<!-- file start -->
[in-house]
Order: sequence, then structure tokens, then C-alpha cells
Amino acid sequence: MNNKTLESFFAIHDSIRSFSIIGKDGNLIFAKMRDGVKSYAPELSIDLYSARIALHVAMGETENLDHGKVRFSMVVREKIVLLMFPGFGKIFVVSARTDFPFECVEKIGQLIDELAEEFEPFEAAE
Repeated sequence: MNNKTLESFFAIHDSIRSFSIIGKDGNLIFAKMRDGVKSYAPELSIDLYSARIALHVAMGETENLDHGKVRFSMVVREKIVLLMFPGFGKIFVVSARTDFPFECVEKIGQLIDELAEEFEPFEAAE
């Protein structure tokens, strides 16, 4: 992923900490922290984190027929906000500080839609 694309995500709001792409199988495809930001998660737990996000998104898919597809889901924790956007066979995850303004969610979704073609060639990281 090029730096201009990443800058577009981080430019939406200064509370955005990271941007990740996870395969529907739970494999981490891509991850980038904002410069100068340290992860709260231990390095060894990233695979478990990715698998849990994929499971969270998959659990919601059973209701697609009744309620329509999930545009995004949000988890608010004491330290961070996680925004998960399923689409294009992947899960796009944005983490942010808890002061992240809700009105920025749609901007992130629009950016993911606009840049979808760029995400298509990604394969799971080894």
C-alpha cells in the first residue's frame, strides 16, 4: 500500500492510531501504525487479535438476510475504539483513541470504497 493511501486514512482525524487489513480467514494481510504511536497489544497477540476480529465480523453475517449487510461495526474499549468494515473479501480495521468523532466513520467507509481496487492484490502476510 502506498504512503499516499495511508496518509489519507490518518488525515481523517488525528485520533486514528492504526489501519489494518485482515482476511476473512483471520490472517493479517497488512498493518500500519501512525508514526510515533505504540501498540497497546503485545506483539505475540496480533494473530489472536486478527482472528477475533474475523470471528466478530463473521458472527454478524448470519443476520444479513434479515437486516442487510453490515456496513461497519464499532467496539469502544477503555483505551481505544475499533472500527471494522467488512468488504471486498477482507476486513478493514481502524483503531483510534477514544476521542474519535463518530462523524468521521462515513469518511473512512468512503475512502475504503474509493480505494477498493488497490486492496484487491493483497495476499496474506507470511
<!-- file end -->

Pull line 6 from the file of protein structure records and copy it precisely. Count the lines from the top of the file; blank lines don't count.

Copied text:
C-alpha cells in the first residue's frame, strides 16, 4: 500500500492510531501504525487479535438476510475504539483513541470504497 493511501486514512482525524487489513480467514494481510504511536497489544497477540476480529465480523453475517449487510461495526474499549468494515473479501480495521468523532466513520467507509481496487492484490502476510 502506498504512503499516499495511508496518509489519507490518518488525515481523517488525528485520533486514528492504526489501519489494518485482515482476511476473512483471520490472517493479517497488512498493518500500519501512525508514526510515533505504540501498540497497546503485545506483539505475540496480533494473530489472536486478527482472528477475533474475523470471528466478530463473521458472527454478524448470519443476520444479513434479515437486516442487510453490515456496513461497519464499532467496539469502544477503555483505551481505544475499533472500527471494522467488512468488504471486498477482507476486513478493514481502524483503531483510534477514544476521542474519535463518530462523524468521521462515513469518511473512512468512503475512502475504503474509493480505494477498493488497490486492496484487491493483497495476499496474506507470511